The most prominent example is perhaps Mr. Oliver's 2014 segment on the issue known opaquely as "net neutrality," in which he explained more clearly than many journalists were able to do why people should care whether Internet providers are allowed to force companies that operate Web-based services to pay for faster speeds. He compared the U.S. Federal Communications Commission employing former lobbyists for cable companies to "hiring a dingo" as a babysitter. Mr. Oliver told his viewers to take advantage of the small window in which the FCC would be taking public comment on the issue, and in the following days the agency's website was felled by a stream of more than 45,000 new comments. FCC chair Tom Wheeler even said at a hearing, "I would like to state for the record that I'm not a dingo." In March of this year, the FCC voted to uphold net neutrality.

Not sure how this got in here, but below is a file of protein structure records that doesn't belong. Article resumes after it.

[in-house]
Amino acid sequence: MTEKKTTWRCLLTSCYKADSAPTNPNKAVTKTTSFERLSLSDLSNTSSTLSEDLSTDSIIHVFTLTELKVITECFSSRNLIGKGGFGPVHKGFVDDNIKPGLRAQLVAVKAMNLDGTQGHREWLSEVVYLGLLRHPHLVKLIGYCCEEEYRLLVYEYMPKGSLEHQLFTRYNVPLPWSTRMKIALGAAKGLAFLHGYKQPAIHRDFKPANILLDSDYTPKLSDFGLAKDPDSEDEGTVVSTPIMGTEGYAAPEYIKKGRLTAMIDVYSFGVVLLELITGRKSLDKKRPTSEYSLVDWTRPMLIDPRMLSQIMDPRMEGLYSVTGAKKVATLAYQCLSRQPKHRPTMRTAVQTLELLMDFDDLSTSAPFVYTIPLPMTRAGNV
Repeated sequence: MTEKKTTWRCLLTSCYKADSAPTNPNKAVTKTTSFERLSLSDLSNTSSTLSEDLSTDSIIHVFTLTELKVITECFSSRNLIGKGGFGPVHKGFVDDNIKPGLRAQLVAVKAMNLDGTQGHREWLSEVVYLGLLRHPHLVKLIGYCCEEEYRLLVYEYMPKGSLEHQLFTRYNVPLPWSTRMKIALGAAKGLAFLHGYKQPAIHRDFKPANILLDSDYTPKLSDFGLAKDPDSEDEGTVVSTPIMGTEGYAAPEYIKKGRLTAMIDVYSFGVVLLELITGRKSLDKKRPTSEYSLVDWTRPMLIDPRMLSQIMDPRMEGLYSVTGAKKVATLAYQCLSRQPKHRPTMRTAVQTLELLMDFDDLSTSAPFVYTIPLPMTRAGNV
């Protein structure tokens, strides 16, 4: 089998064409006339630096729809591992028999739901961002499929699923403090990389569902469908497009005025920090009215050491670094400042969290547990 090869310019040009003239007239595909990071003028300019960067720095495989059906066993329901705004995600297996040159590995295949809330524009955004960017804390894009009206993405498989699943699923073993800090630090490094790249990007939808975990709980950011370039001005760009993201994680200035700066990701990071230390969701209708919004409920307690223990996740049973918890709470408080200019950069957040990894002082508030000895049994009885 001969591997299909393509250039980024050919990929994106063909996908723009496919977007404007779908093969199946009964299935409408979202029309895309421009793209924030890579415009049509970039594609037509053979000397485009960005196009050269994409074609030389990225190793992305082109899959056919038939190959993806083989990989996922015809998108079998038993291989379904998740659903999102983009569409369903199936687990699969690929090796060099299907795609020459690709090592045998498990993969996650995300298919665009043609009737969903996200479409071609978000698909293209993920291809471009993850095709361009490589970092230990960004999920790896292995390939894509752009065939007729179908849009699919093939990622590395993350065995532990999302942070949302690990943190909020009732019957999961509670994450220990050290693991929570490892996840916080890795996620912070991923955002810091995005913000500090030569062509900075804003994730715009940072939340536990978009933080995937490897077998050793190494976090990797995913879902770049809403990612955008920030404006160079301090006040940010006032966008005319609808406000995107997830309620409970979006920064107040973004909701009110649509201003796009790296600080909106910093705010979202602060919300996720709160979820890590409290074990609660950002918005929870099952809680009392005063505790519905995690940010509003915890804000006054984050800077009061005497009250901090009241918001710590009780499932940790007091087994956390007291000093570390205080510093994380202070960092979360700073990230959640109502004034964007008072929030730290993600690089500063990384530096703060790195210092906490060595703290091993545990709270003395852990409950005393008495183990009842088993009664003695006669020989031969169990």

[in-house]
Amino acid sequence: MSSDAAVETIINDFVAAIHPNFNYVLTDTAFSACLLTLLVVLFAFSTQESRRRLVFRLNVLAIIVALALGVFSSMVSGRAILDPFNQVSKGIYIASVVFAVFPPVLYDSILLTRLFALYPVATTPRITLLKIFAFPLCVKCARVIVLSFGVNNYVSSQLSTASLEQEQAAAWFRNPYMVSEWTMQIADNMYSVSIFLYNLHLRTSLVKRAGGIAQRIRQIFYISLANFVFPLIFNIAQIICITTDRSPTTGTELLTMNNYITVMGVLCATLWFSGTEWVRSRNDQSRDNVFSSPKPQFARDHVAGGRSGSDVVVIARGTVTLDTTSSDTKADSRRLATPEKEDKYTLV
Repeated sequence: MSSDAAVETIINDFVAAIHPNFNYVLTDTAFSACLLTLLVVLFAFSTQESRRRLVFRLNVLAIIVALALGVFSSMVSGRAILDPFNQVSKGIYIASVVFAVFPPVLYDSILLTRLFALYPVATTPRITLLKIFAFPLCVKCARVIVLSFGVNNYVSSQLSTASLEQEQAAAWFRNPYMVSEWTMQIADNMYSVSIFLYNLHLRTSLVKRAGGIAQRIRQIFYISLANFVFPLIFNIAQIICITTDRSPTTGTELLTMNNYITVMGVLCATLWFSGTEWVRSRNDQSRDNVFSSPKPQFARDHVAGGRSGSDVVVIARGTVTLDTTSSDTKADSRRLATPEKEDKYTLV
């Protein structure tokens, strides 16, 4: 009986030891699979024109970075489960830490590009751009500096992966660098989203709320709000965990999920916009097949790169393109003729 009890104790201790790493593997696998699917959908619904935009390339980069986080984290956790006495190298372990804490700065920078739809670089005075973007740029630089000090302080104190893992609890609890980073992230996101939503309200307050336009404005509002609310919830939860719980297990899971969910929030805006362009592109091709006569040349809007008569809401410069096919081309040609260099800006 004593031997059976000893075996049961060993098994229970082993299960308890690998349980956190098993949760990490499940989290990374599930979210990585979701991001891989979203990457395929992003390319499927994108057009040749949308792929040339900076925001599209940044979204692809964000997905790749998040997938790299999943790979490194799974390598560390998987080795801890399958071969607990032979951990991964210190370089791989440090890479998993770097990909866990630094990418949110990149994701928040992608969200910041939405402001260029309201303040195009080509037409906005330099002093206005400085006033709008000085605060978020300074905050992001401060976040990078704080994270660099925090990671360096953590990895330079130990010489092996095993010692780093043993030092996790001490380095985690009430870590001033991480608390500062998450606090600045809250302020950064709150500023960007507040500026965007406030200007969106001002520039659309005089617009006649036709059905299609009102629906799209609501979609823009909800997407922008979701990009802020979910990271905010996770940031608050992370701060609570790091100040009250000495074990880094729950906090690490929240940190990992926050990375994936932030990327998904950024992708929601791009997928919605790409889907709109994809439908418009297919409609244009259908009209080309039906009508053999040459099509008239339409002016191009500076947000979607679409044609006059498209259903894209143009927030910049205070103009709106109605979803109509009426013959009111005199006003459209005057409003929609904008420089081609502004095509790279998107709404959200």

Mr. Oliver continues to take issue with the claim that what he does is anything like journalism, even though he employs researchers with journalism backgrounds to fact-check pieces and even to do investigations – such as when they combed through Miss America documents to show how the beauty pageant's claim to offer academic scholarships for women was greatly inflated. He insists that this isn't in service of the news; it's just a vehicle to get to a punchline. Call it public service comedy.
This perspective is assisted by his background: Mr. Oliver was born in Birmingham, England, and has what he calls "an immigrant's crush" on the United States. (He and his wife just had their first child, and Mr. Oliver says he was just struck recently by the idea that his son would have an American accent.) But it also changes how he looks at the issues, he says.